Repository logo

Modulation of somatosensory evoked potentials by various spinal cord stimulation modalities in a porcine model



Journal Title

Journal ISSN

Volume Title





Degree Level



Tonic spinal cord stimulation (SCS), an advancement in the treatment of chronic pain, has been found to reduce somatosensory evoked potentials (SSEPs). Current literature lacks information regarding the effect on SSEPs of newer SCS modalities like burst and high-frequency (HF) SCS. My thesis addresses the current lack of understanding regarding various types of SCS and their effects on SSEPs. I used an anesthetized pig model to investigate the effect of tonic SCS, burst SCS, and HF SCS on SSEP waveform amplitude and latency. Additionally, I studied the effect of a novel type of SCS, ultra-low frequency (ULF), on SSEP amplitude and latency. SSEP waveform amplitudes and latencies were collected during each SCS modality and during washout periods between each SCS modality. SSEP amplitudes were significantly reduced for all 4 studied SCS modalities. The degree of this SSEP amplitude reduction was significantly larger between tonic SCS when compared to burst and ULF SCS. The majority of SSEP amplitude baselines were significantly different from each other. No significant changes were found to SSEP latencies during any of the SCS modalities. Most latency baselines between subjects were significantly different from each other. This project demonstrated the ability of a porcine model to act as an efficacious model for SCS research, due to its similar neural anatomy and compatibility with human stimulation devices. The results outlined above demonstrate that all four types of SCS significantly reduced SSEP waveform amplitudes in a porcine model, which typically signals dysfunction in the sensory pathway, but in the case of SCS application is suggested to be due to sensory transmission interference localized at the site of stimulation. The similar reductive effect on SSEP amplitudes observed across all four modalities suggests that they may have some mechanistic similarities in the way they affect somatosensory processing at the spinal, thalamic and cortical levels. The presence of outliers in the data is in line with clinical findings in which some patients are deemed non-responders to certain types of SCS. It remains to be seen if the effects on SSEPs by the four types of SCS in this study are correlated with successful pain relief. Future research should focus on mapping the inter- and intra-cellular communication that provides the mechanism for the pain relief that is observed during application of various SCS modalities.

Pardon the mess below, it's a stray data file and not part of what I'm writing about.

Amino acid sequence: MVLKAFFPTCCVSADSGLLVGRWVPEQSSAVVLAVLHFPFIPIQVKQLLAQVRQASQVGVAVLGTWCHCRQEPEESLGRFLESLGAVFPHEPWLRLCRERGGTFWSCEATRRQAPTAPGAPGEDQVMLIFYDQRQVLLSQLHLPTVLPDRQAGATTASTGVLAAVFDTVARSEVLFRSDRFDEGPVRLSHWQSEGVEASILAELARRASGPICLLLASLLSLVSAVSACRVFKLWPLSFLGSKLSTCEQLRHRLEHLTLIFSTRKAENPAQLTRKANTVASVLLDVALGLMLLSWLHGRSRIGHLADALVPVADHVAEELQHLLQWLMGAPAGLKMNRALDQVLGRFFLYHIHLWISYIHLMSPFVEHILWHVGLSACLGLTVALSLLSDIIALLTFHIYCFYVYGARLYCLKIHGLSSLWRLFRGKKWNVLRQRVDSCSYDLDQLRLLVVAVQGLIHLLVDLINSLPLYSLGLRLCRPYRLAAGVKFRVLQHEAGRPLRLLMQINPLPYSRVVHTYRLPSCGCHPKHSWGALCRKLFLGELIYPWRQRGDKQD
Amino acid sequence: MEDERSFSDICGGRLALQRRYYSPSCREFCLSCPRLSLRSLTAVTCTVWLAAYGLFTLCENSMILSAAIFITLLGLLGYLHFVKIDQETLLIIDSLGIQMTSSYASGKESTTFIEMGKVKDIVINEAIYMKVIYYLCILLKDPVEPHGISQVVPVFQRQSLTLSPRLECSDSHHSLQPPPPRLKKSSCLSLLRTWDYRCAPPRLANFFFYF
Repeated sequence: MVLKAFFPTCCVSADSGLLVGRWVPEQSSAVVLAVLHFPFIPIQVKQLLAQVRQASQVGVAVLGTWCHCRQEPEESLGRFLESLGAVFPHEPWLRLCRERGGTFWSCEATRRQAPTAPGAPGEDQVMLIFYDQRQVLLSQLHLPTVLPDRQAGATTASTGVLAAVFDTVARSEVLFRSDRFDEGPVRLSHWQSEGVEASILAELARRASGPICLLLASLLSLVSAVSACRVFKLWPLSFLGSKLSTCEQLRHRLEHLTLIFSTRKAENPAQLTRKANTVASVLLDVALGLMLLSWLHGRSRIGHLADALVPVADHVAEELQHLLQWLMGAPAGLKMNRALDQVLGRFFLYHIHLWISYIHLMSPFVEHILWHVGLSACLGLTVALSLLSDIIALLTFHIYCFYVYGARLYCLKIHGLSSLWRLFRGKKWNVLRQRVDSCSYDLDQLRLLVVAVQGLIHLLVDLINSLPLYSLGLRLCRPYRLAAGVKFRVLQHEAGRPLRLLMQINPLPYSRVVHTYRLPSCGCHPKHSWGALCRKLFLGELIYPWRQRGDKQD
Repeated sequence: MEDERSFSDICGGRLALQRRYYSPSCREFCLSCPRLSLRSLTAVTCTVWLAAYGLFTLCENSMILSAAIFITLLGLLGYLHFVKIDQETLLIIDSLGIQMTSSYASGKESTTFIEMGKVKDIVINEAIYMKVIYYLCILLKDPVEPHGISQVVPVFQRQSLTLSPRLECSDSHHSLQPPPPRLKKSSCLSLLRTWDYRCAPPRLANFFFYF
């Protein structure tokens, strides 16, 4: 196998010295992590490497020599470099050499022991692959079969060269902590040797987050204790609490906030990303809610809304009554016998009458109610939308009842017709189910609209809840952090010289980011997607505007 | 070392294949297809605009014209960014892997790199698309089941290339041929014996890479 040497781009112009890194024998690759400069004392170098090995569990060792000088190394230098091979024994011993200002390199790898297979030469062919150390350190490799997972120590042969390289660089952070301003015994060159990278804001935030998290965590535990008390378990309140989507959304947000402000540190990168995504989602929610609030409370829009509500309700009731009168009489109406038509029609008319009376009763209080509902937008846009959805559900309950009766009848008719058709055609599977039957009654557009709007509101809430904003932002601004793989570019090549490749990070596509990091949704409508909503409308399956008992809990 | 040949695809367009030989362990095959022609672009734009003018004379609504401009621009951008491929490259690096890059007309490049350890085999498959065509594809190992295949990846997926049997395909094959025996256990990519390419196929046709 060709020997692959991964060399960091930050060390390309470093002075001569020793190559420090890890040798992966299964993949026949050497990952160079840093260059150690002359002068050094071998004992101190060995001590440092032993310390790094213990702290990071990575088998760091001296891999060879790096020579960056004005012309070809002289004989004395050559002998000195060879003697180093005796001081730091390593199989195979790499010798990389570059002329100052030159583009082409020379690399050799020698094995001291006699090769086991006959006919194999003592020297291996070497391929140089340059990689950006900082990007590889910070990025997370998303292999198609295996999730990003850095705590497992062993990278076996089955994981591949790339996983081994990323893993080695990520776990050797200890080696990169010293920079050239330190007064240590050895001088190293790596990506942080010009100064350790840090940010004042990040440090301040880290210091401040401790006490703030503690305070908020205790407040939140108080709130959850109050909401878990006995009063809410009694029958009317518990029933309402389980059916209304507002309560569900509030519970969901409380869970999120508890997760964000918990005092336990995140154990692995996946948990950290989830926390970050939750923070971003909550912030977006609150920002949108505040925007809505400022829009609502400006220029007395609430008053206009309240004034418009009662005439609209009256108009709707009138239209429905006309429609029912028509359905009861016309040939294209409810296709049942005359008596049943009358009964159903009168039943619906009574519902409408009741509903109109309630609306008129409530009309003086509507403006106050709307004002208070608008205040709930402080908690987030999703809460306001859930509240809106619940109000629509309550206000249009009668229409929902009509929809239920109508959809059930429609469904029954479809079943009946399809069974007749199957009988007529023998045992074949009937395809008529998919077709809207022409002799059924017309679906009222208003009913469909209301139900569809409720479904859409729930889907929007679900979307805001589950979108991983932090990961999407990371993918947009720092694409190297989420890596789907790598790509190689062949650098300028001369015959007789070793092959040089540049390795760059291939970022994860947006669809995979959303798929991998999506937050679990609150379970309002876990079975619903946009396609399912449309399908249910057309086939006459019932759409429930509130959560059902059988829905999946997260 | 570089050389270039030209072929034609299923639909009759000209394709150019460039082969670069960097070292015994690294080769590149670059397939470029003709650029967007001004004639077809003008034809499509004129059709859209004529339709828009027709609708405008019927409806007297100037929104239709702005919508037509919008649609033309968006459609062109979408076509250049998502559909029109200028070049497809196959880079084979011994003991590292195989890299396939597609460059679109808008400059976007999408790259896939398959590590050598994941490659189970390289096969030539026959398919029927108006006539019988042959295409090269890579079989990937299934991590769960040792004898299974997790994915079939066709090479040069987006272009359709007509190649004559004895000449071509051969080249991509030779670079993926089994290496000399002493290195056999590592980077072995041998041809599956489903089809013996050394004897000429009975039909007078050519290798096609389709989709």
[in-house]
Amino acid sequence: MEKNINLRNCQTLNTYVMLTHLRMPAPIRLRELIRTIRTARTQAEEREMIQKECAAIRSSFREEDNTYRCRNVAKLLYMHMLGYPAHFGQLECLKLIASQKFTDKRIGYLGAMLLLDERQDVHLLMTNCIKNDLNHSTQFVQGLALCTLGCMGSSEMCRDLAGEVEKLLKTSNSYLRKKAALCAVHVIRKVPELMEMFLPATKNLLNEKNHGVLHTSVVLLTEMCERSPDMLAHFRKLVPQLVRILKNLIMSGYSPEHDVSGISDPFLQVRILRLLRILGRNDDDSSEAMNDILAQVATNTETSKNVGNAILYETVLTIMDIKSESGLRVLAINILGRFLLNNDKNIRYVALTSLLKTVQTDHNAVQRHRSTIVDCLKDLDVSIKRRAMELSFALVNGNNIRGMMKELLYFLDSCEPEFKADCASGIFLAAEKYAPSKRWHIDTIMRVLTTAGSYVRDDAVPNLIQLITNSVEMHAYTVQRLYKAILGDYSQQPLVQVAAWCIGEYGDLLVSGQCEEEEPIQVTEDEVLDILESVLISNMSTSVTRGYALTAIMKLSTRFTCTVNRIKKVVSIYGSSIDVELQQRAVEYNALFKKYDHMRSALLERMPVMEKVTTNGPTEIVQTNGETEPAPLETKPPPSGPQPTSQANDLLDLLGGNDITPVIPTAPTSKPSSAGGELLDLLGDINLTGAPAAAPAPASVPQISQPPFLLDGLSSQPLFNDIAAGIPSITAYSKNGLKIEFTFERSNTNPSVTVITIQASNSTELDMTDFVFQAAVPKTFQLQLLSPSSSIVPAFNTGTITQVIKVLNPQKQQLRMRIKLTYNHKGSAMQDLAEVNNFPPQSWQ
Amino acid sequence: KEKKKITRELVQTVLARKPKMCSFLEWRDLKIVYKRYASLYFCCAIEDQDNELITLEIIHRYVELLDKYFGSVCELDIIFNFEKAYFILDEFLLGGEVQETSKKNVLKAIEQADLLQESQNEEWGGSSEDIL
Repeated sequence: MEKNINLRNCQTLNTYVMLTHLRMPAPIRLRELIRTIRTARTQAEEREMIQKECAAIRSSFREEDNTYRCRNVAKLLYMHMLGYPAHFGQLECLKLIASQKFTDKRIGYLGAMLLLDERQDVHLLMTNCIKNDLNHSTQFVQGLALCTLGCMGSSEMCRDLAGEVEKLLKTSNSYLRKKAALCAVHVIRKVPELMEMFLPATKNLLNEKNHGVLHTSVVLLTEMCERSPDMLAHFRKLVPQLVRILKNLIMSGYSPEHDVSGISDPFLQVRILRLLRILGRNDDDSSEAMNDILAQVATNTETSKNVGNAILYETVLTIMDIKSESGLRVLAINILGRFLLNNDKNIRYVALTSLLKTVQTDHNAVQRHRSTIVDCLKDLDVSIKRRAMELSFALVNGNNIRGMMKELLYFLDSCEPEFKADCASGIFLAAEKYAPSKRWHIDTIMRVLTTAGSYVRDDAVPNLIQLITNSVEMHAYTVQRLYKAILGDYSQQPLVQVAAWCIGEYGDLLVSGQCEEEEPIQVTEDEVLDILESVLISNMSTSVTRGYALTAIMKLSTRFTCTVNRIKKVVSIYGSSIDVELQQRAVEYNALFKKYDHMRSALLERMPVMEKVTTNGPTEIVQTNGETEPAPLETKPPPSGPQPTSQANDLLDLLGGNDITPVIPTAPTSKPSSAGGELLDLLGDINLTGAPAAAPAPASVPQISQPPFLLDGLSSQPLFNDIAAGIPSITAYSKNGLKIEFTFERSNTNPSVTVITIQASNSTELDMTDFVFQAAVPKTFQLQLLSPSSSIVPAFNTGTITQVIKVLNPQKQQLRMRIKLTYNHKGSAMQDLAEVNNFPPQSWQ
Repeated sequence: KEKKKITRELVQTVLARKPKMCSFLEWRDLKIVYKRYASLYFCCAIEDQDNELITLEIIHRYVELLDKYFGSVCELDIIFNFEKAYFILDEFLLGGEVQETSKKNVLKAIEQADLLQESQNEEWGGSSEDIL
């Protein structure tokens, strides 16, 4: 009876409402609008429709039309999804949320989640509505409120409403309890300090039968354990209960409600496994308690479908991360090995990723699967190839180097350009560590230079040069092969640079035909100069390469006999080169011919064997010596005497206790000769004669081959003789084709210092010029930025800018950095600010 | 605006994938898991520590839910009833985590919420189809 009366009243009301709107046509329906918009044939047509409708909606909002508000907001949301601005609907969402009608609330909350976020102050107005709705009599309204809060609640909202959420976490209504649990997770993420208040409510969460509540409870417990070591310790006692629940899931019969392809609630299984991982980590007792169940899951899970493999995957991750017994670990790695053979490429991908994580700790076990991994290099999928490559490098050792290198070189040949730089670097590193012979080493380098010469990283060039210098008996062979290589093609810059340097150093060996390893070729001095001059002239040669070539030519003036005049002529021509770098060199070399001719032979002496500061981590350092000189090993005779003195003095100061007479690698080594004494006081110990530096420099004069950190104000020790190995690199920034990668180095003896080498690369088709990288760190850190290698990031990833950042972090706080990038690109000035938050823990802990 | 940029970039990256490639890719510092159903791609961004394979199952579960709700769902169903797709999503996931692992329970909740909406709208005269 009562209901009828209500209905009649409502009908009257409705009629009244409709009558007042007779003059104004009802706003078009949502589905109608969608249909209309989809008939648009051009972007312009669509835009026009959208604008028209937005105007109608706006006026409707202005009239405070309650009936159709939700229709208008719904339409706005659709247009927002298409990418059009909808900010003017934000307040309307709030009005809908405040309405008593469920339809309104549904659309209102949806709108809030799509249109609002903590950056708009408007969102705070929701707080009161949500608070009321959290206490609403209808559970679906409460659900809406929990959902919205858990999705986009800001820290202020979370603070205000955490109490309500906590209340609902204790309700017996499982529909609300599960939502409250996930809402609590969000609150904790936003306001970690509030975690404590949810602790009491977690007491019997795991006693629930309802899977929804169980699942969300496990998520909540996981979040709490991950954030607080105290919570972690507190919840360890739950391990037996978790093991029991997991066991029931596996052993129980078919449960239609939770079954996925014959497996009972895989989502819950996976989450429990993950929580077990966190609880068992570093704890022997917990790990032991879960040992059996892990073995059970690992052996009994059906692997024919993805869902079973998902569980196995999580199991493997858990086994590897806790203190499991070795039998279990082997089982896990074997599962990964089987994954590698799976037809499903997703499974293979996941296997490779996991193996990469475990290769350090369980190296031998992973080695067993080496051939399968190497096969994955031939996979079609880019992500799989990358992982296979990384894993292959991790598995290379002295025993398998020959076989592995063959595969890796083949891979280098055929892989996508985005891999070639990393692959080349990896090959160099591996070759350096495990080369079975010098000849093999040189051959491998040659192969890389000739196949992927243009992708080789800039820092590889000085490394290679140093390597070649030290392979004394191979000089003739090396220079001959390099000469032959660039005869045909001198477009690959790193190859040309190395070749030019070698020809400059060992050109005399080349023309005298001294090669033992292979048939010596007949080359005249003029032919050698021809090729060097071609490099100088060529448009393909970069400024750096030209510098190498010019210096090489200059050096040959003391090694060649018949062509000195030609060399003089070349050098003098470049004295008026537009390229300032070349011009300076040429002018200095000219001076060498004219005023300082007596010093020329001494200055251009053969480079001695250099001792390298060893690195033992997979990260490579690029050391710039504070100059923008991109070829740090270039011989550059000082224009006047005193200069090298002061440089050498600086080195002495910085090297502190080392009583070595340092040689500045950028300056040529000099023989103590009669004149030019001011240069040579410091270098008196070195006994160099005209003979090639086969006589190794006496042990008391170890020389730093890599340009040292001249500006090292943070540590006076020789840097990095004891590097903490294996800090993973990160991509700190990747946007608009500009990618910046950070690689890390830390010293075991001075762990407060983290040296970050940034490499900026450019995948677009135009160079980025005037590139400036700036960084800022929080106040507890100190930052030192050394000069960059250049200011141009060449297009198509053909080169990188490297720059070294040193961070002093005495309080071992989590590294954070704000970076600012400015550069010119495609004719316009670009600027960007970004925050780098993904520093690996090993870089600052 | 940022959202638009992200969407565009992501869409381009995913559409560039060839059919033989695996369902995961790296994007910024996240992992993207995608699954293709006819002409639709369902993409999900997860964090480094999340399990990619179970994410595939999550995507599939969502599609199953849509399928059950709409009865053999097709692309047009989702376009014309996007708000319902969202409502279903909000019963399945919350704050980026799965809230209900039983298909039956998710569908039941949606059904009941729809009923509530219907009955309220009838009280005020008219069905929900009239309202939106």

spinal cord stimulation, porcine model, somatosensory evoked potentials



Master of Science (M.Sc.)




Health Sciences



Part Of